By Arielle Friedman

Ebb and flow, also known as flood and drain, is an effective hydroponics system that’s becoming increasingly popular for growing cannabis. It’s low in cost and intermediate in difficulty. If you’ve tried out some basic hydroponics systems and are ready to take things to the next level, ebb and flow might be for you.


In ebb and flow, plants are potted in an inert growth medium which provides no nutrition, but anchors the roots and drains slowly. The pots are then placed within a growing tray, which sits above a reservoir of nutrient-rich water. This water is pumped from the reservoir into the growing tray where it flows through holes in the pots to the roots of the plants. The water is then allowed to slowly drain back to the reservoir through the force of gravity. The roots then remain dry for a period and become oxygenated.

This is a kind of “fast and feast” model. During the flooding phase, the plant becomes “starved” for oxygen—so it feasts on O₂ when the roots are dry. Vice versa during the draining phase—the plants becomes thirsty and guzzle water.


Once set up, the ebb and flow system pretty much takes care of itself. It’s easy to maintain and works in a mostly automated way. They are also cheap and fairly easy to set up. It’s pretty simple—the limited exposure of the plant roots to the nutrient solution prevents the necessity of temperature control, water oxygenation, and other complicated factors common to other hydroponic systems.

Ebb and flow systems are known for their modesty—they’re quiet, take up little space, and don’t require much energy. If you need your hydroponics system to be unobtrusive, ebb and flow is a good choice.

Ebb and Flow


The major disadvantage of an ebb and flow system is that if something goes wrong, you could ruin your whole crop. This system needs monitoring, especially with new, untested equipment. If there is a problem, you’ll need a human brain to solve it!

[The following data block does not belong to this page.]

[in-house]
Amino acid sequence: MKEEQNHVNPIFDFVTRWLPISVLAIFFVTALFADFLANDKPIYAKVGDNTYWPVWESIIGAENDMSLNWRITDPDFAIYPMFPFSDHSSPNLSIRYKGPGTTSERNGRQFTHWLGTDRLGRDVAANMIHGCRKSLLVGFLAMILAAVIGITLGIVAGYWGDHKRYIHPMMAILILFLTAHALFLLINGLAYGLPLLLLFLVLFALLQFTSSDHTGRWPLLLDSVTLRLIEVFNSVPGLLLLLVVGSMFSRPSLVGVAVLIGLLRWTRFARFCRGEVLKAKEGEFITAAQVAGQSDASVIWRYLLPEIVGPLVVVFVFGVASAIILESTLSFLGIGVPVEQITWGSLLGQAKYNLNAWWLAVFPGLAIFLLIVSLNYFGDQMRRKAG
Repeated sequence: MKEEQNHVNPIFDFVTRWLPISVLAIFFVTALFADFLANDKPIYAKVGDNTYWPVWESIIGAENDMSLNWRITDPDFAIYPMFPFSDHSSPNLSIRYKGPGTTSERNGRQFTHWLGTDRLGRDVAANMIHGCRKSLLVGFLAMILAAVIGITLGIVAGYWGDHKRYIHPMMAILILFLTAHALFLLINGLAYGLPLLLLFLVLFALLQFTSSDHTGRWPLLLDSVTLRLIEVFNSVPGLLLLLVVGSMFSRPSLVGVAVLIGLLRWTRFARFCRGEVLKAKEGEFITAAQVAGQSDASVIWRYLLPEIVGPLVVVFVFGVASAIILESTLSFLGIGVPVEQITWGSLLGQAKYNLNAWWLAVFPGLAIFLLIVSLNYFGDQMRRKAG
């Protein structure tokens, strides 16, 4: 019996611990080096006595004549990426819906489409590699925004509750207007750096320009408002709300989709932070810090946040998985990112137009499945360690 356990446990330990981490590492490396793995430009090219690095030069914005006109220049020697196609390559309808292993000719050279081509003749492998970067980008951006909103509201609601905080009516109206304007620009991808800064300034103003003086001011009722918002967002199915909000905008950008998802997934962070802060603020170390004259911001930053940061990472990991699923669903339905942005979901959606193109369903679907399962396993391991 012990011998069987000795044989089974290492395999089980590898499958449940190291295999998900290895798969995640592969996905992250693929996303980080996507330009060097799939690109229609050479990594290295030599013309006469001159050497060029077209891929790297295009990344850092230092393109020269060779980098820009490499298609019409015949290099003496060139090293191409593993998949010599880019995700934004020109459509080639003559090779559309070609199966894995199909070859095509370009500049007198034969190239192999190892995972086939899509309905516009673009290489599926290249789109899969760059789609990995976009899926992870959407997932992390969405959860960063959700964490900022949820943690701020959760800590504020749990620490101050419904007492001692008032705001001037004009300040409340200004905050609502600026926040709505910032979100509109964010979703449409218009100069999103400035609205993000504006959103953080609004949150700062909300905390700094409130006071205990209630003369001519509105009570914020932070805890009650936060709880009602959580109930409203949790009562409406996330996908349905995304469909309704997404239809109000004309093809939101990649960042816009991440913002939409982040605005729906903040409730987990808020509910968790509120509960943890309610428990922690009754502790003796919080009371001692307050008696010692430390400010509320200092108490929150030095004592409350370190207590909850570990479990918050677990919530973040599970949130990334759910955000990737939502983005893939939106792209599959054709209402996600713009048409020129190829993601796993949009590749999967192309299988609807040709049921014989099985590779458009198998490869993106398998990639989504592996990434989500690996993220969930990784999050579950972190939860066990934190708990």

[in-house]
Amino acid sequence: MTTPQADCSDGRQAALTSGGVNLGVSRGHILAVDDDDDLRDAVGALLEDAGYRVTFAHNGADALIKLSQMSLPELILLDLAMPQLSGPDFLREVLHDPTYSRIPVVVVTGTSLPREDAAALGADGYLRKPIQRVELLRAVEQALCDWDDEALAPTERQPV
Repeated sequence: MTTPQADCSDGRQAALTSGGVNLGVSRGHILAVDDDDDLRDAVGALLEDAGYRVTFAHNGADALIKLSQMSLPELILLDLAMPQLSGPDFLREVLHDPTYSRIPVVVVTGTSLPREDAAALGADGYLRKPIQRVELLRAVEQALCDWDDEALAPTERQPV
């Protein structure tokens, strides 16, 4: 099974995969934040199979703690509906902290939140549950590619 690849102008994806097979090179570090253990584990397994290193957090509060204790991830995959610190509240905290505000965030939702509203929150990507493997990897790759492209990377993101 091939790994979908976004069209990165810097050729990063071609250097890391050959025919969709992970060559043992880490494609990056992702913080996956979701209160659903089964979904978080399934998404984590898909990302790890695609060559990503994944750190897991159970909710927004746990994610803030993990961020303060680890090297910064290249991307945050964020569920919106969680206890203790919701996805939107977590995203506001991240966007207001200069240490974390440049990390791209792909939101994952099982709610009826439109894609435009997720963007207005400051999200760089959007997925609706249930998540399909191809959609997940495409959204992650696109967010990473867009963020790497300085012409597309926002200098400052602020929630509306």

Another disadvantage is that this growing method can lead to root diseases and nutrient insufficiency if you neglect sanitation and maintenance. Be sure to replace your nutrient solution weekly, and to clean all parts of the system between grows.

Poor drainage can tank this system, leading to root rot and other issues. Make sure to set everything up correctly from the start, and you should be good to go.



  • Reservoir with lid
  • Growing tray to sit above the reservoir
  • Rubber piping
  • Water pump with timer (a garden pond pump works)
  • Plants potted in an inert grow medium (such as coarse sand, clean gravel, or Rockwool cubes)

Ebb & Flow Cannabis


  1. Drill two holes in the lid of the reservoir; drill another two in the base of the growing tray, lined up to be directly above those of the reservoir.
  2. Connect two of the holes with an overflow tube, which sits above the expected water level in the growth tray and will catch excess water if flood levels run too high.
  3. Connect the other two holes with black tubing; this tube will act as both flood pump and drain. Attach the head of the pump in the reservoir to the mouth of this tubing.
  4. Place the potted plants in the growing tray. The pots should be about twice as tall as the edge of the growing tray.
  5. Set the timer on the pump. You should plan for the flooding period to last for 15 minutes, and the draining period to last for another 15.

How often to flood and drain? This depends on your grow medium and climate. In cooler climates, or with a slower-draining media like Rockwool, two floods a day should do the trick. In warmer climates, or with fast-draining media, you may go up to four floods a day, or even six.

There you have it—if you’re looking for an achievable challenge in the world of hydroponic growing, ebb and flow might be in your future!

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